Credit Cards For Making Prepaid Wireless Payments
Why am I even discussing credit cards; isn't it obvious?! If
you're using prepaid wireless to remain anonymous, to avoid
identify theft, or to avoid getting into debt, then using a credit
would contradict that objective. If those topics are not,
however, part of your goals, then being aware of the value of using a
credit card can bring you as a no contract customer is super important.
They allow you:
- The convenience of being able to
phone anytime, anywhere, without having to go to a store.
- The benefit of accumulating points
(ex. air miles, cash back, etc.).
- To take advantage of any bonuses or
benefits that your wireless carrier offers, which has become more
common (ex. $5 monthly discount for signing up for automatic monthly
Most wireless providers will accept any of the major cards
MasterCard, American Express, Discover). They'll sometimes
ask you questions about you that they get from publicly available data
(ex. the color of your car, or where you used to live), or specific
questions about your address, date of birth, or social security number.
Wireless carriers use this data to ensure that you are the
rightful owner of the card. They do this to protect the
card holder and the company from having fraudulent transactions on the
account from stolen cards.
Rest assured that the information you provide is
companies are very highly regulated, and must maintain the security and
confidentiality of customer information at all times. The
news is that once you provide your information, you won't have to
provide all of your information again unless your card number
address changes. On occasion you may be asked to verify
information like the last four digits of your card number.
Wireless carriers do this to make sure that someone can't
phone and start adding money to your account with the credit card on
file. This is actually a somewhat common occurrence when kids
other family members gain access to a phone with credit card
information on file.
The only word of caution about this method of
replenishment is that you don't want to accumulate any
debt by paying your wireless account with your card by not
paying off your full bill every
month. This will in
turn negatively affect your credit score.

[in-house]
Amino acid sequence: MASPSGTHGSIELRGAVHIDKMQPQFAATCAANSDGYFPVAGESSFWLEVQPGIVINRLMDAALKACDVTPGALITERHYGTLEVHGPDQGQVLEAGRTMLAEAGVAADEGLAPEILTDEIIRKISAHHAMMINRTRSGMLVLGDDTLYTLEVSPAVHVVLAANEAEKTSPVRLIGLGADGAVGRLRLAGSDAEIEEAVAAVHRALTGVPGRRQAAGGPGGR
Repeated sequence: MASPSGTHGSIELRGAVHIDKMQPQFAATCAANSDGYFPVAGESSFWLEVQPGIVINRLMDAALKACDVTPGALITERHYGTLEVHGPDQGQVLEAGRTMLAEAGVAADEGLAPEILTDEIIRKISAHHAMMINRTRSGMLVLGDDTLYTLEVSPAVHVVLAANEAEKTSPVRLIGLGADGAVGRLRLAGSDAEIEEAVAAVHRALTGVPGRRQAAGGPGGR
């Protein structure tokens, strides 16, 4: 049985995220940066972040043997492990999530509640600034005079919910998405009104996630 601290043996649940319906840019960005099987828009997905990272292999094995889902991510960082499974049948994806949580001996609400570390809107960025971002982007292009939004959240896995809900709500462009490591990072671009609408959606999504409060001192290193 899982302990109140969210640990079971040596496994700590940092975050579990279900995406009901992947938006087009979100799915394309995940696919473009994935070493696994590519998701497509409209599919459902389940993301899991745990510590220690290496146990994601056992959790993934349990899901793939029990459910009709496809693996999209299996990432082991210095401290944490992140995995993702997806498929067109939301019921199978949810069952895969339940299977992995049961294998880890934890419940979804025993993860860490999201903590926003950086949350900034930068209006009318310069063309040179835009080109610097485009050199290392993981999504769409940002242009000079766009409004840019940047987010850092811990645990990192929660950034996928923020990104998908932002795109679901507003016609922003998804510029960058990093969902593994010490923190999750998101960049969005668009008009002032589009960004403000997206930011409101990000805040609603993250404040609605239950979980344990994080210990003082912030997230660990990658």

So if you don't tend to pay off your bill in full each month,
would definitely recommend sticking to the cash based replenishment
methods; learn more in the Adding
you don't have a credit card, and for whatever reason either can't get
one (ex. poor credit), or don't want one (ex. cost control), a prepaid
debit card may be a great option for you. Learn more about
A Word About Identity Theft:
theft is when someone
gets a hold of your name, address, social security number, and other
personal information. They then use that information to
basically pretend that they're you, and apply for credit cards, bank
accounts, mortgages, card loans, and other accounts in your name.
often take years before you figure it out. In the meantime,
your credit score gets severely impacted, and you may not find out
until you try applying for
a car loan, mortgage, or new credit card, only to find out that you've
been denied due to poor credit.
I have heard about identity theft many times, always thinking
horrible, but could never happen to me. Then two people I
used to work with told me that they had their identities stolen.
And needless to say, it's a huge pain in the butt, not to
mention expensive. So even though it hasn't happened to me
yet (knock on wood!), I have my credit locked just for peace of mind.
theft services, including a satisfaction guarantee. Please
feel free to check them out
to see if their program can meets your needs. Learn
more about how to Define
, and how to protect yourself. If
you're not taking any proactive measures, I feel that you are putting
yourself at risk, which can be easily avoided with some education, so
please read the articles I have on this topic, and let me know if you
have any questions!